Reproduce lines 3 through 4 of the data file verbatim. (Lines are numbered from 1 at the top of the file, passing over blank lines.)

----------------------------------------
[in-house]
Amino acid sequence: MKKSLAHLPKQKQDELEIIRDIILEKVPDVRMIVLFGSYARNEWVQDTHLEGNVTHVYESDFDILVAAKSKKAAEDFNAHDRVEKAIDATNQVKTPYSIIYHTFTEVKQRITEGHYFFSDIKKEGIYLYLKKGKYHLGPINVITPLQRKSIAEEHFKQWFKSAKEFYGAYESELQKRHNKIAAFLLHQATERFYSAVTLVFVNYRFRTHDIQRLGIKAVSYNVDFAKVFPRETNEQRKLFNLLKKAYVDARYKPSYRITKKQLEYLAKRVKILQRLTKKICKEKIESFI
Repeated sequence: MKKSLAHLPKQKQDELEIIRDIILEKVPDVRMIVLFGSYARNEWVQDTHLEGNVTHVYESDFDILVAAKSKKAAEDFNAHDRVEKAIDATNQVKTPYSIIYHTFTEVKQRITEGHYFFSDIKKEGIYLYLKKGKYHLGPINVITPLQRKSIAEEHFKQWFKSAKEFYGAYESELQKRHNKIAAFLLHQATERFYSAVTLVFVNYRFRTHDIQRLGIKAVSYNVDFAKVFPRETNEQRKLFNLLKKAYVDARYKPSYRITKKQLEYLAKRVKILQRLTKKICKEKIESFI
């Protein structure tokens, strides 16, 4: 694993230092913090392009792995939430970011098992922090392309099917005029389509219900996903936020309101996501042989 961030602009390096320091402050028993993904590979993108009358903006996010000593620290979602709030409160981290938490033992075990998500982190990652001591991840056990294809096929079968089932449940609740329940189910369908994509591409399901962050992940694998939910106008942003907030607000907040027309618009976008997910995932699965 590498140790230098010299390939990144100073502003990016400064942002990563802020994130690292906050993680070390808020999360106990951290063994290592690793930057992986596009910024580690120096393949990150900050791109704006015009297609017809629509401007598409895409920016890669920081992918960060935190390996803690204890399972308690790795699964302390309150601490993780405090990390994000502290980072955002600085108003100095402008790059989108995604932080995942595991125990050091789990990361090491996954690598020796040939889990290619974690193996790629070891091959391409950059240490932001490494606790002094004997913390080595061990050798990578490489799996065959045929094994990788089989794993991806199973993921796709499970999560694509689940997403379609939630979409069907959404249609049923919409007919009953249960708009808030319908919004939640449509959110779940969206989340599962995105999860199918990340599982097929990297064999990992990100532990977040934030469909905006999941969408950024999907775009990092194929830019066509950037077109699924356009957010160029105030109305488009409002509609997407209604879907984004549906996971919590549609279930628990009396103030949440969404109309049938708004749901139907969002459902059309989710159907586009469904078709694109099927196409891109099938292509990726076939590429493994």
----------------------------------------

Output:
Repeated sequence: MKKSLAHLPKQKQDELEIIRDIILEKVPDVRMIVLFGSYARNEWVQDTHLEGNVTHVYESDFDILVAAKSKKAAEDFNAHDRVEKAIDATNQVKTPYSIIYHTFTEVKQRITEGHYFFSDIKKEGIYLYLKKGKYHLGPINVITPLQRKSIAEEHFKQWFKSAKEFYGAYESELQKRHNKIAAFLLHQATERFYSAVTLVFVNYRFRTHDIQRLGIKAVSYNVDFAKVFPRETNEQRKLFNLLKKAYVDARYKPSYRITKKQLEYLAKRVKILQRLTKKICKEKIESFI
């Protein structure tokens, strides 16, 4: 694993230092913090392009792995939430970011098992922090392309099917005029389509219900996903936020309101996501042989 961030602009390096320091402050028993993904590979993108009358903006996010000593620290979602709030409160981290938490033992075990998500982190990652001591991840056990294809096929079968089932449940609740329940189910369908994509591409399901962050992940694998939910106008942003907030607000907040027309618009976008997910995932699965 590498140790230098010299390939990144100073502003990016400064942002990563802020994130690292906050993680070390808020999360106990951290063994290592690793930057992986596009910024580690120096393949990150900050791109704006015009297609017809629509401007598409895409920016890669920081992918960060935190390996803690204890399972308690790795699964302390309150601490993780405090990390994000502290980072955002600085108003100095402008790059989108995604932080995942595991125990050091789990990361090491996954690598020796040939889990290619974690193996790629070891091959391409950059240490932001490494606790002094004997913390080595061990050798990578490489799996065959045929094994990788089989794993991806199973993921796709499970999560694509689940997403379609939630979409069907959404249609049923919409007919009953249960708009808030319908919004939640449509959110779940969206989340599962995105999860199918990340599982097929990297064999990992990100532990977040934030469909905006999941969408950024999907775009990092194929830019066509950037077109699924356009957010160029105030109305488009409002509609997407209604879907984004549906996971919590549609279930628990009396103030949440969404109309049938708004749901139907969002459902059309989710159907586009469904078709694109099927196409891109099938292509990726076939590429493994």